by Marion Nestle

Currently browsing posts about: Consolidation

Sep 16 2021

The Biden Administration’s challenge to meat industry consolidation

I posted last week on meat-industry consolidation, an issue that has become so prominent that the White House is even talking about it.

The President understands that families have been facing higher prices at the grocery store recently. Half of those recent increases are from meat prices—specifically, beef, pork, and poultry. While factors like increased consumer demand have played a role, the price increases are also driven by a lack of competition at a key bottleneck point in the meat supply chain: meat-processing. Just four large conglomerates control the majority of the market for each of these three products, and the data show that these companies have been raising prices while generating record profits during the pandemic.

That’s why the Biden-Harris Administration is taking bold action to enforce the antitrust laws, boost competition in meat-processing, and push back on pandemic profiteering that is hurting consumers, farmers, and ranchers across the country.

Speaking for the White House, the director of the National Economic Council said:

When you see that level of consolidation and the increase in prices, it raises a concern about pandemic profiteering — about companies that are driving price increases in a way that hurts consumers who are going to the grocery store, and also isn’t benefiting the actual producers, the farmers and the ranchers that are growing the product.

The reactions

In a statement, Tyson’s Foods said “Tyson Foods categorically rejects the conclusions drawn earlier today by the Secretary of Agriculture and the Director of the National Economic Council in a White House press briefing.  The U.S. Department of Agriculture recently published a report detailing the drivers of consumer inflation in the food sector, none of which are related to industry consolidation or scale.”

Smithfield pointed to a statement from the North American Meat Institute.

And then there’s this @FarmPolicy tweet,

Interesting times, these.

Mar 22 2008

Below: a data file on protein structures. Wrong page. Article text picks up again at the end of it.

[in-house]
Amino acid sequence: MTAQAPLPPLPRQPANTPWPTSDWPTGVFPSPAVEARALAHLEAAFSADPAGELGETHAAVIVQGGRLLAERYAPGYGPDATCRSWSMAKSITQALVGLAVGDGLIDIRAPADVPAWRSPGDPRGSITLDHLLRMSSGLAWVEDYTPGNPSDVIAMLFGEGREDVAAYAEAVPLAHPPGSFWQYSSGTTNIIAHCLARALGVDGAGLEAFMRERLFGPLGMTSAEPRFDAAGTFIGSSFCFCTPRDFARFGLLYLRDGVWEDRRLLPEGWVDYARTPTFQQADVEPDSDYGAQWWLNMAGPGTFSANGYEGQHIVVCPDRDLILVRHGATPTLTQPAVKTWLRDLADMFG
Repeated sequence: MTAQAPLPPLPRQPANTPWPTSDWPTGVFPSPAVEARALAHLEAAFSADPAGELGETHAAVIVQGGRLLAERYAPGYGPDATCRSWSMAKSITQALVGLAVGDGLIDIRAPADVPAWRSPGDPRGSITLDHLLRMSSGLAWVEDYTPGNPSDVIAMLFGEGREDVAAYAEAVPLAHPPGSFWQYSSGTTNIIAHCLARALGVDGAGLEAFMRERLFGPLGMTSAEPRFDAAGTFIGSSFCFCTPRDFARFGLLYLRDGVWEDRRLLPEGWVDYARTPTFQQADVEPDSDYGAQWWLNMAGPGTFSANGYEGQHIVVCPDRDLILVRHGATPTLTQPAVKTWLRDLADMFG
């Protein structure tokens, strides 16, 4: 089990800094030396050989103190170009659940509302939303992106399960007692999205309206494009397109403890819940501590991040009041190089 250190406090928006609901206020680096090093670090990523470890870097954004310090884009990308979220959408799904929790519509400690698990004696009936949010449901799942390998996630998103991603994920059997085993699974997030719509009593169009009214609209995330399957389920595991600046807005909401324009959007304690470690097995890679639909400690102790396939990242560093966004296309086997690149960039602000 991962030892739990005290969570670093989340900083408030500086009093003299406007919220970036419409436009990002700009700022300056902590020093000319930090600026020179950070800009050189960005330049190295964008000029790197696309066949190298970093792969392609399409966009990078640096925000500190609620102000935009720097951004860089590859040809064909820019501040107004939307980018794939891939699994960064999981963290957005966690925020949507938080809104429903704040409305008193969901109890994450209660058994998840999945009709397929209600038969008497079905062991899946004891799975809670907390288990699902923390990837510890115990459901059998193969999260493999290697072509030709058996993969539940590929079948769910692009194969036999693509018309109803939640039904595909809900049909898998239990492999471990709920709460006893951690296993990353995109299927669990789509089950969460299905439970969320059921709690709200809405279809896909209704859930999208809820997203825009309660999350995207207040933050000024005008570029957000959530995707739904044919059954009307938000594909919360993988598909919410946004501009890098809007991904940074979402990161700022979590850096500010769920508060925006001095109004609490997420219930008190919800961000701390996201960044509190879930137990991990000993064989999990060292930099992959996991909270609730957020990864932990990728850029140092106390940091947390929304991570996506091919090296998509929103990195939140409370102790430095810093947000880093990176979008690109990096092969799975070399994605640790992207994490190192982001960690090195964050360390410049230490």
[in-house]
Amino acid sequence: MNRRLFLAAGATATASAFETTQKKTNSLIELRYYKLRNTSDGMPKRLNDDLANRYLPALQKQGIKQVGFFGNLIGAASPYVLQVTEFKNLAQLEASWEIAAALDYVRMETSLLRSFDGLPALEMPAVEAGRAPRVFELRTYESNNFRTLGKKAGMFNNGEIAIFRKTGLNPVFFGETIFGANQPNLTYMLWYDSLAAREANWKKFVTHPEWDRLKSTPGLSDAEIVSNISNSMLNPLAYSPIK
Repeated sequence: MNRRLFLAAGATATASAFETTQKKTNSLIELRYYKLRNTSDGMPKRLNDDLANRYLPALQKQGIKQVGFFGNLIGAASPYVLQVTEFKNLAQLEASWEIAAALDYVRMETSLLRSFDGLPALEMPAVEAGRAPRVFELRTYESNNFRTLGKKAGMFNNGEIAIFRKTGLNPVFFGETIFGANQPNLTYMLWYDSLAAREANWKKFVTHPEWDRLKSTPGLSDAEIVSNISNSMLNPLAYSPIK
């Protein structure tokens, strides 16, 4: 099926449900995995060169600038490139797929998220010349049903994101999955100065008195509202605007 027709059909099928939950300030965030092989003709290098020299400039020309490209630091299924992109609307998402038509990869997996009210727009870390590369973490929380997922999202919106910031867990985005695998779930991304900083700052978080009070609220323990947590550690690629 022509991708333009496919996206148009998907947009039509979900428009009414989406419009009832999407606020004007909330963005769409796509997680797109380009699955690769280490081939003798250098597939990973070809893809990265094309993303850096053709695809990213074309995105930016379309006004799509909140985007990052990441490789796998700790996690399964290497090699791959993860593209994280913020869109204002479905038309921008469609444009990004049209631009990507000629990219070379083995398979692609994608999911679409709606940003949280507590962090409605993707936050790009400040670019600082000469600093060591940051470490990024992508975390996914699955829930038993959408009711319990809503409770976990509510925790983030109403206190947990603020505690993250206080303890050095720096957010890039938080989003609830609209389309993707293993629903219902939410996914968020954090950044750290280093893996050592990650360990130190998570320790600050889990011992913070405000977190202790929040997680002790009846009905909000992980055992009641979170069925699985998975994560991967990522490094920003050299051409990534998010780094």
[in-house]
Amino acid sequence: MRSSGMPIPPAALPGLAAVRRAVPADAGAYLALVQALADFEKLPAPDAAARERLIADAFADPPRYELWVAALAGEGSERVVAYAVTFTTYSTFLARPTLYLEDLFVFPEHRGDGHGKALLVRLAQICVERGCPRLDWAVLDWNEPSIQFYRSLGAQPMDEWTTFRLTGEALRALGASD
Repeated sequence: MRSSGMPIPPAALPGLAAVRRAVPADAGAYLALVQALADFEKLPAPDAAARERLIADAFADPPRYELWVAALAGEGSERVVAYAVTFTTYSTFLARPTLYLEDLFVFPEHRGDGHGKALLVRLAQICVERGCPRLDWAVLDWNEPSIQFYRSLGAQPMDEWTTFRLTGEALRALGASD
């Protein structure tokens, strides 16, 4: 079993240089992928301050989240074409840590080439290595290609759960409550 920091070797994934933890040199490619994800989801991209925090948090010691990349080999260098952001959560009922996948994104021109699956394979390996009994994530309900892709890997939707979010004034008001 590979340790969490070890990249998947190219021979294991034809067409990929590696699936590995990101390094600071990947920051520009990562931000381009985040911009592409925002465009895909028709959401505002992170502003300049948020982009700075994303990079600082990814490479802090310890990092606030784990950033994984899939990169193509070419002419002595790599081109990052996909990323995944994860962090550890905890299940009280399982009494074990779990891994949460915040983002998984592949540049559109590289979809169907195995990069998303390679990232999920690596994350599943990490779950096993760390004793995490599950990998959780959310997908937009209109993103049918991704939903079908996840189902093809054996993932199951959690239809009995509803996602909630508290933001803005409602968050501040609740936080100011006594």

The “Chickenization” of the Beef Industry

I’ve just learned a new word: “chickenization.” This comes from an article on meatpoultry.com explaining how consolidation in the beef industry has gotten so extreme that just three companies now control more than 70% of the market: JBS 31%, Tyson 21%, and Cargill 21%. Monopoly capitalism in action!

Mar 13 2008

Consolidation in the meat industry: a good thing?

A reader of the last post on the big meat recall asks for the second time (sorry I didn’t get to it earlier): “I recently read an article by Tim Phillpot about the consolidation of the meat industry and how this gives them leverage to control how beef is raised and sold. Apparently JBS (Brazil) is planning on buying National Beef Packing here in the US. The comments say that most analysts think the deals are positive. What do you think are the ramifications of such a concentration of power and influence?”

Indeed. We’ve just seen one result of industry consolidation: a recall of 143 million pounds of ground beef. I’m not sure that everyone views this deal favorably. I’m hearing a lot about anti-trust laws. In its March 5 account, the Wall Street Journal noted that the deals “will almost certainly prompt regulatory scrutiny because of their size and potential effect on the marketplace.”

What’s this about? The U.S. dollar is weak so American companies are a bargain for foreign investors; beef producers are cutting back on production because of the high price of grain (in part because its grown for fuel); and the industry is worried that the government will enforce safety regulations. If you control a big percent of the market–and the newly merged company will control 33% all by itself–you call the shots. I’m hoping that federal regulators will pay as much attention to this huge beef company merger as as it did to the tiny (by comparison) takeover of Wild Oats by Whole Foods last year.